SOUTH WILLIAMSBURG — A city-owned vacant lot long plagued with garbage, cars and rats officially kicked off its transformation into a community garden Wednesday — with a helping hand from Grammy Award-winning singer Jason Mraz.
La Casita Verde, a collaboration between the New York City Parks Department’s GreenThumb program and community gardeners, is located at 451 Bedford Ave., at the corner of Division Avenue.
On Wednesday morning, locals dug the soil and built storage bins with the help of Mraz, an avid gardener who wanted to kick off his New York boroughs tour with community service.
"If I hadn't been a singer-songwriter, I would have been a landscaper," Mraz said at the event, noting that he leaves a "wake of green in the air" where he tours.
The lot, owned by the city’s Department of Housing Preservation and Development, has been vacant since the ‘80s and has been plagued with garbage, rats and parked cars, according to neighbors and officials.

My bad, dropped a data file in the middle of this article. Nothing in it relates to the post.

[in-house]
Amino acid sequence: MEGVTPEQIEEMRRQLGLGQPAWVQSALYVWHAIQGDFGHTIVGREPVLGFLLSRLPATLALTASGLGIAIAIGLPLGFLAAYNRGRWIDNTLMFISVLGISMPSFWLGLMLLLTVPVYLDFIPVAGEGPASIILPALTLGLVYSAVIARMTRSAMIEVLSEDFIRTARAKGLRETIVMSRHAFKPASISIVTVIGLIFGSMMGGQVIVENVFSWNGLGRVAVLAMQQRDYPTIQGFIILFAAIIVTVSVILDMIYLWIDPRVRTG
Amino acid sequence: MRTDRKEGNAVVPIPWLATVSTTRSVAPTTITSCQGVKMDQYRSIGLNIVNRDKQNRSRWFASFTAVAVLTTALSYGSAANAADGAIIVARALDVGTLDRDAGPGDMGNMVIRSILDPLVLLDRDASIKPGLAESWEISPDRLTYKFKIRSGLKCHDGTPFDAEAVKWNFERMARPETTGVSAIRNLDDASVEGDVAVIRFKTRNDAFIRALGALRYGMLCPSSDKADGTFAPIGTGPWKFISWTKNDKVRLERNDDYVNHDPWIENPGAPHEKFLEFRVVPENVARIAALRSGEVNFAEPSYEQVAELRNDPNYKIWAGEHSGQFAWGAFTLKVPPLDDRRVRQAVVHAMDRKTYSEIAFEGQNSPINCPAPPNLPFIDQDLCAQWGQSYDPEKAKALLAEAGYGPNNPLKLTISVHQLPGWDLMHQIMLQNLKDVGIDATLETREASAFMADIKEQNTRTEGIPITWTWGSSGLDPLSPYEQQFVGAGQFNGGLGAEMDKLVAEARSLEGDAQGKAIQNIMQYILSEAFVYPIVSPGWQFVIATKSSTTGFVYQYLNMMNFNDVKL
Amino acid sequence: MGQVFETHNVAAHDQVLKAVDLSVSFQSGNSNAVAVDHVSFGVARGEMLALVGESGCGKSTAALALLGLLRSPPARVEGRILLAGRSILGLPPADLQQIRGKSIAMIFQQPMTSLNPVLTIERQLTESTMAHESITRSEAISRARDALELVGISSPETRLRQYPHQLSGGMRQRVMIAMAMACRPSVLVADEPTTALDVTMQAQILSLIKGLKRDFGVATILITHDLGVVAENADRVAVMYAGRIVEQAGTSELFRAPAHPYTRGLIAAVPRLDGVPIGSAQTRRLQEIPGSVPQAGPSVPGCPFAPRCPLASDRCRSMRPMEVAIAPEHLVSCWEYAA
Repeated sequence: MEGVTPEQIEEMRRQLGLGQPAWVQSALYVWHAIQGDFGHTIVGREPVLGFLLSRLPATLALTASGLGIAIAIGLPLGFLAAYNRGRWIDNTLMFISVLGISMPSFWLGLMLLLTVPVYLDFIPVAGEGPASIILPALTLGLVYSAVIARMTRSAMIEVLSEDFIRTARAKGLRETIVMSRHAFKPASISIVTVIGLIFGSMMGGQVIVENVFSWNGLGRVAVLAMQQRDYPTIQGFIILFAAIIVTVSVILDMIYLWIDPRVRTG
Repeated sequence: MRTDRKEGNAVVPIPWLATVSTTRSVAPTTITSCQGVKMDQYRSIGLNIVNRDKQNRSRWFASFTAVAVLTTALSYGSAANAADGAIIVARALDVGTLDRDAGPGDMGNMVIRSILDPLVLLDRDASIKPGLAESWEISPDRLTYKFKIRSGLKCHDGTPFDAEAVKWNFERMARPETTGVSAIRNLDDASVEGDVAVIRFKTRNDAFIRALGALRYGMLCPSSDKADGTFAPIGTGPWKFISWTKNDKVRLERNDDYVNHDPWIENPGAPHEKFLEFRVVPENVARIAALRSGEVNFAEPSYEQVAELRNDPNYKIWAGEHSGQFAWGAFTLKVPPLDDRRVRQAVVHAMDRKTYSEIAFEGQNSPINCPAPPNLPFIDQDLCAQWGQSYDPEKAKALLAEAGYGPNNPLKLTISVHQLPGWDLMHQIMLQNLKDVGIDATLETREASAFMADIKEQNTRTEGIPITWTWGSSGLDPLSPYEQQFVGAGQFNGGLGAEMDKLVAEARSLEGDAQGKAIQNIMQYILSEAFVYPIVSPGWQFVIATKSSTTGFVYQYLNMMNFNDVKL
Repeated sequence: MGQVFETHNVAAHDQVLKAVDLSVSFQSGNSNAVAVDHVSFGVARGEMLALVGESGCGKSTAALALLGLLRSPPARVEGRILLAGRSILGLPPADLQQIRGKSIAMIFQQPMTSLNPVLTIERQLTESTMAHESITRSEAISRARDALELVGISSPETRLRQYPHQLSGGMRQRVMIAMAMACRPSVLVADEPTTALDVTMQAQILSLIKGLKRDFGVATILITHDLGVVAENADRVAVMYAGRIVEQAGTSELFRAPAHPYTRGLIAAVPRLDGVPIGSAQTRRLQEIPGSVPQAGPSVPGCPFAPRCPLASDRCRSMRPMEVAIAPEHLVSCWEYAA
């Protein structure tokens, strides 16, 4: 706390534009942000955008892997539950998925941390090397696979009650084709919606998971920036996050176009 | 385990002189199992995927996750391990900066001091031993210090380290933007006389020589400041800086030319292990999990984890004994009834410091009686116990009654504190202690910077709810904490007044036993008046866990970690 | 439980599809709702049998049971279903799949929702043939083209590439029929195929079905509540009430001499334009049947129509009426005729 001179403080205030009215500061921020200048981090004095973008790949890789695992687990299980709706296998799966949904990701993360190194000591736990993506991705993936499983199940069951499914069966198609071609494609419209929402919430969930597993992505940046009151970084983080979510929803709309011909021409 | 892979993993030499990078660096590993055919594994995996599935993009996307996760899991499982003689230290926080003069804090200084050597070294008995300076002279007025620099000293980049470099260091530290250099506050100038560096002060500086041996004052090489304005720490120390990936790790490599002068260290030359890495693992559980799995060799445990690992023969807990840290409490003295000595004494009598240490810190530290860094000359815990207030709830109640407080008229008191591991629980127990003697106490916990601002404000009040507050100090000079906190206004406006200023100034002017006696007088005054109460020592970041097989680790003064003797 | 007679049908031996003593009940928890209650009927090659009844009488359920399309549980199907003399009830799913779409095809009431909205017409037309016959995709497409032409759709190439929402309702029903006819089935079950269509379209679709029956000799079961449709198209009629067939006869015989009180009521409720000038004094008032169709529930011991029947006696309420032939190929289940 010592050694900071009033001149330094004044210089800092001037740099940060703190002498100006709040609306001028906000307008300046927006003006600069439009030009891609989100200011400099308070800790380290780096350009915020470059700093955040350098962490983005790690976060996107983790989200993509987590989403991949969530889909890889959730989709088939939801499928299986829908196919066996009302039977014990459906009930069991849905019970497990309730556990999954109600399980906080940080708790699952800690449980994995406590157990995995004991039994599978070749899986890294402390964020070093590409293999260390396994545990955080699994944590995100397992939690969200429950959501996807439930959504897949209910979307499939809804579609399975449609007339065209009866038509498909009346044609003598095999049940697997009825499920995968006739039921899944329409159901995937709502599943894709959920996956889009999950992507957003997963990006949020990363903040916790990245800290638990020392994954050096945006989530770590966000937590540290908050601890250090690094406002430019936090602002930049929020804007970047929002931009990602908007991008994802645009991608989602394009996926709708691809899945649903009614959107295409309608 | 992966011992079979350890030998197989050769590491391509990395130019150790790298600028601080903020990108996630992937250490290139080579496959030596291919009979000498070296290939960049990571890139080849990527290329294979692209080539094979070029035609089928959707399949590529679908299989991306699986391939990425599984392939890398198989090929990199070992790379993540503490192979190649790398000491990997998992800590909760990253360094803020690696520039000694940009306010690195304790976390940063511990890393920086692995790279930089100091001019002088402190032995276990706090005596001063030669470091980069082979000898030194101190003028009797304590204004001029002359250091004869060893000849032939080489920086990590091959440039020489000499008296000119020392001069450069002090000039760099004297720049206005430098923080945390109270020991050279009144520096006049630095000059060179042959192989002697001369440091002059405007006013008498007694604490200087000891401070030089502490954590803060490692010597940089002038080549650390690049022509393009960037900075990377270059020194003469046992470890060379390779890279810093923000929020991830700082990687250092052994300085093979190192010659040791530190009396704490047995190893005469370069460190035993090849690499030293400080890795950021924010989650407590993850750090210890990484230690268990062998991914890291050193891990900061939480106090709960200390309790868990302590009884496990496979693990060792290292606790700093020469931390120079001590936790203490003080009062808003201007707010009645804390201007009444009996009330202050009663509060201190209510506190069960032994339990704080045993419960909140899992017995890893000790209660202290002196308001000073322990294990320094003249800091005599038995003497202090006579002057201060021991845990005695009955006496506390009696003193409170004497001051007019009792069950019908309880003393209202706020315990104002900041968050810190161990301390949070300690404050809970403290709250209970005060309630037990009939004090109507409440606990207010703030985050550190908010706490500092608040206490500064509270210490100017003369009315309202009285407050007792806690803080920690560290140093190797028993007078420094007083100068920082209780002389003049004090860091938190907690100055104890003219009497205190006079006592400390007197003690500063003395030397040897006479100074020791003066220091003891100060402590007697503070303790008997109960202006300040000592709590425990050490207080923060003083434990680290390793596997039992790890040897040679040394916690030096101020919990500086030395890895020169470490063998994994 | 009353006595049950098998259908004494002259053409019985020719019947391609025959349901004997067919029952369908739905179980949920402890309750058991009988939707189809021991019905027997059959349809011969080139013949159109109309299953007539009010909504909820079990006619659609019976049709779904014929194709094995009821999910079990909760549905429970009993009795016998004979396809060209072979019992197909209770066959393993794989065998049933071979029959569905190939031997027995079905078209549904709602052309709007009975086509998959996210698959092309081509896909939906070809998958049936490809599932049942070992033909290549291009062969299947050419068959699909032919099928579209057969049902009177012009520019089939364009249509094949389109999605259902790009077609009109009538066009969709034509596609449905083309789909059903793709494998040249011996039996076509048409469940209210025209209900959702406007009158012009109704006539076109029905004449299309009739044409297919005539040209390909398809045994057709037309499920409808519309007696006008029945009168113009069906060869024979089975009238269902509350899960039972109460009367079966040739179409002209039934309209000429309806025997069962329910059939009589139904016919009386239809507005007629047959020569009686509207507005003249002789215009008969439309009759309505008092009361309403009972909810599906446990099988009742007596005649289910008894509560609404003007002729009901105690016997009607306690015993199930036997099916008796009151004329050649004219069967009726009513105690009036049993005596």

Longtime residents Marta Segara, 70, and Carlos Soto, 60, said they were glad to see the improvements.
“Before, it was a pile of garbage,” Soto said. “Rats used to come. When they started doing this, I haven’t seen a rat yet.”
La Casita Verde has a one-year license agreement with the city to be on the property, according to GreenThumb director Nancy Kohn
GreenThumb provided the initial materials and supplies, and the Department of Sanitation's New York Compost Project helped with some of the other startup costs, which begin at $5,000, Kohn said.
Getting the garden up to snuff required “inspiring manpower in the community” to help remove rubble from the lot, where remnants of the building still protrude from the soil, she explained.
A year from now, the lot will look “completely different,” Kohn noted. “It was just not tended to."
The garden is open on Fridays from 3 p.m. to 5 p.m., Saturdays and Sundays from 10 a.m. to 2 p.m., or whenever the gate is open.
Local officials and neighbors predicted that the lot will now be a more attractive place for people to hang out.
“I think you will start to see people coming,” Segara said.